Tiger Woods’ squeaky-clean reputation has helped him become the richest athlete in history. Counting both on- and off-course aspects of “Tiger Inc.,” it makes sense that the golf star is America’s first athlete to reach billionaire status. But as the saying goes, behind every great fortune is a great crime.

In 2008, Chevron entered a five-year relationship with Tiger Woods’ foundation under the guise of philanthropy. But if Woods had a shred of social conscience, this partnership never would have existed. Lawsuits have been issued against Chevron for dumping toxic waste all over the planet. Alaska, Canada, Brazil, Angola and California have all accused Chevron of dumping. Even worse, Chevron has a partnership with Burma’s ruling military junta on the country’s Yadana gas pipeline project, the single greatest source of revenue for the military, estimated at nearly $5 billion since 2000.

Ka Hsaw Wa, co-founder of EarthRights International, wrote in an open letter to Woods, “I myself have spoken to victims of forced labor, rape and torture on Chevron’s pipeline — if you heard what they said to me, you too would understand how their tragic stories stand in stark contrast to Chevron’s rhetoric about helping communities.”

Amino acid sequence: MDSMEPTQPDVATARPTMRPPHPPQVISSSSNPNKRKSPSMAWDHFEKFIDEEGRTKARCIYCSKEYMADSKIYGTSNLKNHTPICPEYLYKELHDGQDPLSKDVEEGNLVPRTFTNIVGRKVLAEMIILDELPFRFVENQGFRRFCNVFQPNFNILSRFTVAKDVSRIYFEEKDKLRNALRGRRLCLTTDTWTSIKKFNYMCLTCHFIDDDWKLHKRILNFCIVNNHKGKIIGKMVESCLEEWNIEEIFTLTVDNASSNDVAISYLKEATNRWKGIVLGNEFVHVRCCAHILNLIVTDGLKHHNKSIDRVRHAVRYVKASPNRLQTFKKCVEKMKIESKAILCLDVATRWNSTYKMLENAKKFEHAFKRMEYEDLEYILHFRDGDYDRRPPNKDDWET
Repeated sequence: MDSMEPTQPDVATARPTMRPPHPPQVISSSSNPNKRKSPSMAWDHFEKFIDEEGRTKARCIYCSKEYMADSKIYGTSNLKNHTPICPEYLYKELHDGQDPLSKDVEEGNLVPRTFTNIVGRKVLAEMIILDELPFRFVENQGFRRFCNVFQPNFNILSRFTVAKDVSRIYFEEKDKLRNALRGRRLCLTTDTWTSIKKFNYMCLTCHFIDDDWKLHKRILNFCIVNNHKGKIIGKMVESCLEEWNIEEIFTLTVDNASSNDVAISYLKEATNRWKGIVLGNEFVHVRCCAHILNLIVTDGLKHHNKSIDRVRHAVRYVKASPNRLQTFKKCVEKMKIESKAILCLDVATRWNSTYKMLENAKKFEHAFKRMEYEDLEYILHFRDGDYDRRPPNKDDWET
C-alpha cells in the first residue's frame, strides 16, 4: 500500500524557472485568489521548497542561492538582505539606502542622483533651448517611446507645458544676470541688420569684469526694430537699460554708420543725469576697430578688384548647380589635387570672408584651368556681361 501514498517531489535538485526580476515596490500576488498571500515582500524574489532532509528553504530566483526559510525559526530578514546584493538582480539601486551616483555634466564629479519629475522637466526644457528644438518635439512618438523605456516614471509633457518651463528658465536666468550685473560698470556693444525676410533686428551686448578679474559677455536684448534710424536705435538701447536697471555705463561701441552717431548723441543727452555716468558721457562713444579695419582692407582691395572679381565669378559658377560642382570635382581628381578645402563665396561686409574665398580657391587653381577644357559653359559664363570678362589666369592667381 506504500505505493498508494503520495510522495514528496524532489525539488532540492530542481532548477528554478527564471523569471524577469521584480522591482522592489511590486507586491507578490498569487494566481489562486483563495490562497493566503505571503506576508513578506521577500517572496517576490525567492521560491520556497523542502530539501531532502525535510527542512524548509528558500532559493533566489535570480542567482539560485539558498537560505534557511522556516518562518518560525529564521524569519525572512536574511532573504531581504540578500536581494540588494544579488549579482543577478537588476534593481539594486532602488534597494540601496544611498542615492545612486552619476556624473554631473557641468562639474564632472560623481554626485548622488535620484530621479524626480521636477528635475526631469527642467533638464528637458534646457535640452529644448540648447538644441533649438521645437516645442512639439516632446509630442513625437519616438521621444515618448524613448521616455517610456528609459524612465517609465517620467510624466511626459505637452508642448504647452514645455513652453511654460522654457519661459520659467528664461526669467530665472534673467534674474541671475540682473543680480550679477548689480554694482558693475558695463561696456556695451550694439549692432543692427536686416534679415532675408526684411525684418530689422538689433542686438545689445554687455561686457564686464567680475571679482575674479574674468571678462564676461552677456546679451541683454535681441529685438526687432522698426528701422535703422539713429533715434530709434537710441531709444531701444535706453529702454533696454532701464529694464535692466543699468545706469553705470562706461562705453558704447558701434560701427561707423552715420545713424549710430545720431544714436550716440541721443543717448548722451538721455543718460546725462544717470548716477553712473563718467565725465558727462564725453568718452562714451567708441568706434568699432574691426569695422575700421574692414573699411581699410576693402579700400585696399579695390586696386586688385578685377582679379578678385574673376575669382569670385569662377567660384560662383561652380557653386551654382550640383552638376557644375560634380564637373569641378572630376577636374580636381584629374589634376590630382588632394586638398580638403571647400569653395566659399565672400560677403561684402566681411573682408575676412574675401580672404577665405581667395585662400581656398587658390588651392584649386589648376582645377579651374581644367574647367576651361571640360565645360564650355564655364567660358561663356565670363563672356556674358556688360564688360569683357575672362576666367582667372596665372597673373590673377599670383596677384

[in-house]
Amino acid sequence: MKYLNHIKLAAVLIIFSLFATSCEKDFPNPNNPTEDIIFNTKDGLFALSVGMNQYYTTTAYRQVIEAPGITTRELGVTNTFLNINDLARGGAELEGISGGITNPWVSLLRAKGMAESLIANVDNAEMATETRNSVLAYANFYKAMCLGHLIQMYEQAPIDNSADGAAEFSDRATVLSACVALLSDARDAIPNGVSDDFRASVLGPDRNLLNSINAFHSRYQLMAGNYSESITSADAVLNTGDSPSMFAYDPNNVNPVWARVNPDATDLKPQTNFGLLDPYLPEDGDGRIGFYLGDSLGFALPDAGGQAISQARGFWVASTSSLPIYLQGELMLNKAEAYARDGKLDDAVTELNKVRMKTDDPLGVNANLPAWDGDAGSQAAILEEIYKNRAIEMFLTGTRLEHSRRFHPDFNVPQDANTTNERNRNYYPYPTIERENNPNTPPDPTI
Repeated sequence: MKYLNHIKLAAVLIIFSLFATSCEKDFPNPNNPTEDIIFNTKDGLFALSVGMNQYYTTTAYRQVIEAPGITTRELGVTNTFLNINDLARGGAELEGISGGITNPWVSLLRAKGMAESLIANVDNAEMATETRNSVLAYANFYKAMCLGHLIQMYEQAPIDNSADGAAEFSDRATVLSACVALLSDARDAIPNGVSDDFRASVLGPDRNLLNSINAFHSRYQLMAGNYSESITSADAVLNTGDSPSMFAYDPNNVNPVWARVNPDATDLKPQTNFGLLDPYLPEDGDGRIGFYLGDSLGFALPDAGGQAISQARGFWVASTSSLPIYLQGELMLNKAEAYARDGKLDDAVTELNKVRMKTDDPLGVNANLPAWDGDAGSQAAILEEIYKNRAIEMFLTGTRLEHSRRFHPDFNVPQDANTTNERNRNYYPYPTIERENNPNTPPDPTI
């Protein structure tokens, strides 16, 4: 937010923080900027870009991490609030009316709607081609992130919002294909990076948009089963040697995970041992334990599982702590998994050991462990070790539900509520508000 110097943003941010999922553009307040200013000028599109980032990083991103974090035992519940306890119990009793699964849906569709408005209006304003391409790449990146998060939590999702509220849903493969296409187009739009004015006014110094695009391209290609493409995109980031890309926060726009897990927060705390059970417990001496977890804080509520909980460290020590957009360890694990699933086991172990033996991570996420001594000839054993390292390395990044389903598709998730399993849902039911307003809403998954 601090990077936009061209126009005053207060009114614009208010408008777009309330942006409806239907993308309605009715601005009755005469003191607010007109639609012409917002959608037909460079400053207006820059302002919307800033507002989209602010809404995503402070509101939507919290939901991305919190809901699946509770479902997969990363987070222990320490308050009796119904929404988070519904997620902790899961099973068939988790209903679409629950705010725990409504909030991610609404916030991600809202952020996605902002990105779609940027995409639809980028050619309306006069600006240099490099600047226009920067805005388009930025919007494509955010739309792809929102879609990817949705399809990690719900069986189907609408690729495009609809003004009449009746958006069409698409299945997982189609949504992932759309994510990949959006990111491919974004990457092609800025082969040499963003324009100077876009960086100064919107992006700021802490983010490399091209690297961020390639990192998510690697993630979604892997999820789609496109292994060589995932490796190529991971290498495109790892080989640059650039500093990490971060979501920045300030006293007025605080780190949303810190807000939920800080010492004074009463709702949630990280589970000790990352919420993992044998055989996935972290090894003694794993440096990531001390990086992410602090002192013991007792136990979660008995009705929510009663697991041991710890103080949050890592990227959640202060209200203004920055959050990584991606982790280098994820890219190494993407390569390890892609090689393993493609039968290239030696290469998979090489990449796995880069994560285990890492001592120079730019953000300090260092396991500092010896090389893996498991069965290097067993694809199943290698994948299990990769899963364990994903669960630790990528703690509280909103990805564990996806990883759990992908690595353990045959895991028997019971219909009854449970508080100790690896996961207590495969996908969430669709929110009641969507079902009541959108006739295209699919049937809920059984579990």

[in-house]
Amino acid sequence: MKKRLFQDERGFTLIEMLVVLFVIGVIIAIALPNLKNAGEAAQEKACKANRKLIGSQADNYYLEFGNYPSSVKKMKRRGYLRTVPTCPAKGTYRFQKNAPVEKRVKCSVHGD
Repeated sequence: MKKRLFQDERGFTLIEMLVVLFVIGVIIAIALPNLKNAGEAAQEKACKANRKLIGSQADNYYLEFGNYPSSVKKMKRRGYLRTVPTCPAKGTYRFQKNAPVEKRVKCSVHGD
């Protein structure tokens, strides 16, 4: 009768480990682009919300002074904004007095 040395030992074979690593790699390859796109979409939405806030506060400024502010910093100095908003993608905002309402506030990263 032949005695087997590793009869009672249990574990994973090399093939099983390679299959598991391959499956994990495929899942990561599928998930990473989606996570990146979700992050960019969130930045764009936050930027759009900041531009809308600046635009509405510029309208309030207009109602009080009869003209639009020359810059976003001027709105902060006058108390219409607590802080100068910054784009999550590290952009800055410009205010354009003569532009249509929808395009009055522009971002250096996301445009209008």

Then there is Dubai, site of the first Tiger Woods-designed golf course. Located at the southern coast of the Persian Gulf, Dubai has been a symbol of economic excess and, most recently, economic collapse. It is also a city that has been built over the past 30 years by slave labor. Additionally, Dubai also has a reputation as ground zero of the global sex trade. The project cost $100 million, and Woods said nary a word about his benefactor’s practices. This is business as usual for Woods who would sooner swallow a five-iron than take anything resembling a political stand.


Now that Woods appears to have been involved in a domestic dispute, the media are wondering if there is “another Tiger.” They are desperate to pillory the man for his personal problems. It would be more appropriate if they took this opportunity to scrutinize him for the right reasons. Woods has every right to keep his personal problems personal. But when he makes deals that benefit dictatorships and unaccountable corporations, all in the name of his billion-dollar brand, he deserves no privacy.

— Dave Zirin is sports editor for The Nation magazine.

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